Former paramedic Steve McDowell set up the “No More Neglect” Facebook group. Photo: Dallas KilponenThe NSW ambulance service is targeting employees who have accused it of harbouring a culture of bullying on a closed Facebook group.
At least one paramedic is being investigated for misconduct over a post to the group and NSW Ambulance has warned all staff not to post inappropriate content, in what paramedics have interpreted as intimidation.
“No More Neglect” is a secret Facebook group set up by former paramedic Steve McDowell who was medically discharged in January suffering post traumatic stress syndrome.
People can only join by invitation from a member.
Since it was started in mid-November it has attracted 2600 members, who use the forum to lend one another support, share their stories and raise issues about their employer.
These range from allegations of bullying, to the revelation that the paramedics who are being cited for bravery over the Lindt cafe siege will need to take a day in lieu to attend the ceremony.
NSW Ambulance emailed all staff last week to indicate it was aware of “concerning content” on the page.
Executive director Kylee Wade warned staff to be mindful of the social media policy, which required staff to respect the privacy of their colleagues and protect the reputation of the service.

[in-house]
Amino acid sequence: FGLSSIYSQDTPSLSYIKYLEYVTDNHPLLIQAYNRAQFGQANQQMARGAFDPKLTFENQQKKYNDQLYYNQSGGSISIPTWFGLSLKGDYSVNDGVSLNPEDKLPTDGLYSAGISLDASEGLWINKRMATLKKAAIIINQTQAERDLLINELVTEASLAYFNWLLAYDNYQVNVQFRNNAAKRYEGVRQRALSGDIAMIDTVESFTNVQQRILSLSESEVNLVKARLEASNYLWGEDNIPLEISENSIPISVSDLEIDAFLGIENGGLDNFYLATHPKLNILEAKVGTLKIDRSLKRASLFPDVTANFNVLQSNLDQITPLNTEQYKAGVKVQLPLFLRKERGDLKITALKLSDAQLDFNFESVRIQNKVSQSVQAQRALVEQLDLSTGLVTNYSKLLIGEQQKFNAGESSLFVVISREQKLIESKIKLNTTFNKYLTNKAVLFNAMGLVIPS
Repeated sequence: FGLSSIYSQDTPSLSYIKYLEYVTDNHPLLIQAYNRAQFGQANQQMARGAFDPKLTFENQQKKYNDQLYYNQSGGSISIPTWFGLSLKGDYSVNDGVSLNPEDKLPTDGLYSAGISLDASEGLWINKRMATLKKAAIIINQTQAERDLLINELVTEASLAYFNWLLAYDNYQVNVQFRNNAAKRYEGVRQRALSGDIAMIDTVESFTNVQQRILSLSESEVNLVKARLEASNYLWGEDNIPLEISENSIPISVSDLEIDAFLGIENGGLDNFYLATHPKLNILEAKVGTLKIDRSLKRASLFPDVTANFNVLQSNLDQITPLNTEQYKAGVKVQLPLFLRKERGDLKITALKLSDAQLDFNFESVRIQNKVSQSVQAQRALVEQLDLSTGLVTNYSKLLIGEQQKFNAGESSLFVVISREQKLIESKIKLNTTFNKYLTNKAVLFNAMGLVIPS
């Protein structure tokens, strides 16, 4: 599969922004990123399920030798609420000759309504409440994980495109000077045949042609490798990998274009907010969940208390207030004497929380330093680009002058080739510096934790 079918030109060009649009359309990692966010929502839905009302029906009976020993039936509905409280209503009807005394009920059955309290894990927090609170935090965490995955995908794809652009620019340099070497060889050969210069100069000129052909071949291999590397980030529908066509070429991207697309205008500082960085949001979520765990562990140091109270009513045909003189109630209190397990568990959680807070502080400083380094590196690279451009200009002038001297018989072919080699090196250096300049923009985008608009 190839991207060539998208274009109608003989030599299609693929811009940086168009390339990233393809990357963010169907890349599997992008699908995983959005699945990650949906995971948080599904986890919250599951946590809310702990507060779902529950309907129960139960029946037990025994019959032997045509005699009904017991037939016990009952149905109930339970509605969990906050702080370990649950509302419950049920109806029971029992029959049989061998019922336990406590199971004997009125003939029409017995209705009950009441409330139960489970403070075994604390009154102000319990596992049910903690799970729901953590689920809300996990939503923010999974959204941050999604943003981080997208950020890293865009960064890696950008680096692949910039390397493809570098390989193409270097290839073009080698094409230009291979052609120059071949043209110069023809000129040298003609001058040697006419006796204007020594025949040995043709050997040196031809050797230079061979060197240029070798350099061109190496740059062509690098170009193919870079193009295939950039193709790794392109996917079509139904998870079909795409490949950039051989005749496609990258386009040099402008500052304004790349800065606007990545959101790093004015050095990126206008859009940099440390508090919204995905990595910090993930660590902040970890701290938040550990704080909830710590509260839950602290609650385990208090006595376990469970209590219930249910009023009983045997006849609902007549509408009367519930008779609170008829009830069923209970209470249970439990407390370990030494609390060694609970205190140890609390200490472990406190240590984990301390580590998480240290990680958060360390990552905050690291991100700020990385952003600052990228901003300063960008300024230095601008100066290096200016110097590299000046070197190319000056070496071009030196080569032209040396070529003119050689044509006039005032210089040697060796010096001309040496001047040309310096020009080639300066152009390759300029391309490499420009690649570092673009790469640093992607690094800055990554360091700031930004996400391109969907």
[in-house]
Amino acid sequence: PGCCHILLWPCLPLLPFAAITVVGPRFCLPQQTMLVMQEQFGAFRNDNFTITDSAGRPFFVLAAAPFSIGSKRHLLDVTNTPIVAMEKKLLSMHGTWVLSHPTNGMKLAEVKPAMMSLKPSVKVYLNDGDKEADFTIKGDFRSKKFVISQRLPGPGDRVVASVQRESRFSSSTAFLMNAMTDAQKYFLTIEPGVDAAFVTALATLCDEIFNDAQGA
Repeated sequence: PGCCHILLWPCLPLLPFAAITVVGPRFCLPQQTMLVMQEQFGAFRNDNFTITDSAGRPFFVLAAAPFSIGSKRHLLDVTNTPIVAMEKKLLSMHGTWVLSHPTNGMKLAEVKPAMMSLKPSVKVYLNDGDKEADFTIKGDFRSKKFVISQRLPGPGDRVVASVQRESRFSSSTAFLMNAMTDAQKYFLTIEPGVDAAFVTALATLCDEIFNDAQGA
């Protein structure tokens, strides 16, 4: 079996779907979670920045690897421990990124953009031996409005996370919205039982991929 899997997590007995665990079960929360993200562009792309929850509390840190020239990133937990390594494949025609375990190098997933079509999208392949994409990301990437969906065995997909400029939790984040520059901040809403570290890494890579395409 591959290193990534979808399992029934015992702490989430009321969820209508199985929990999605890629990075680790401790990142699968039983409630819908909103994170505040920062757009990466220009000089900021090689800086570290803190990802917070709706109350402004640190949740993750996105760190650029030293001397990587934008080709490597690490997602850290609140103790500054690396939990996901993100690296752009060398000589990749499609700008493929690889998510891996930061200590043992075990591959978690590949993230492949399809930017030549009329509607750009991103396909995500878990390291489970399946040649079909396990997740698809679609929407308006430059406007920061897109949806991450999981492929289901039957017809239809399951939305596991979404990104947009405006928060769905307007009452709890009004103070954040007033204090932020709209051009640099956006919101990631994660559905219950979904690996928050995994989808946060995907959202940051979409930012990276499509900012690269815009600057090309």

Those who had raised issues in the forum should take them to their manager, their peer support officer or a counsellor, she said.
The Australian Paramedics Association said staff were interpreting the bulletin as an attempt to silence workers who were sharing stories of neglect.
Industrial officer Harini Kasturiarachchi said some APA members had received letters from NSW Ambulance indicating that they would be investigated for misconduct and possibly disciplined.
“APA (NSW) is of the opinion that the Facebook group is invaluable to these injured paramedics, it is a support network for many and it would be unfortunate for any member posting with good intentions to be reprimanded by NSW Ambulance,” she said in a written statement.
“Our members … have indicated to us that they view this action by NSW Ambulance to be a continuation of the alleged bullying and harassment which they outline in the group.”
Mr McDowell addressed NSW Ambulance through the page this week, calling on them to change their social media policy and listen to the feedback from staff.
“Ask yourself why staff feel the need to speak,” Mr McDowell said.
“In a supportive workplace, one does not find thousands of staff joining a group based on the neglect of their employer. It just doesn’t happen! Especially in these numbers. It’s the majority of your staff.”
NSW Ambulance denied monitoring the page in a statement to Fairfax Media.
It said mechanisms existed within the service for staff to make confidential complaints, but allegations of bullying made outside the service could not be investigated.
“Whenever concerns, complaints or grievances are received by NSW Ambulance regarding staff and manager, including inappropriate posts on public social media, they are assessed and managed in accordance within our policies and guidelines.”
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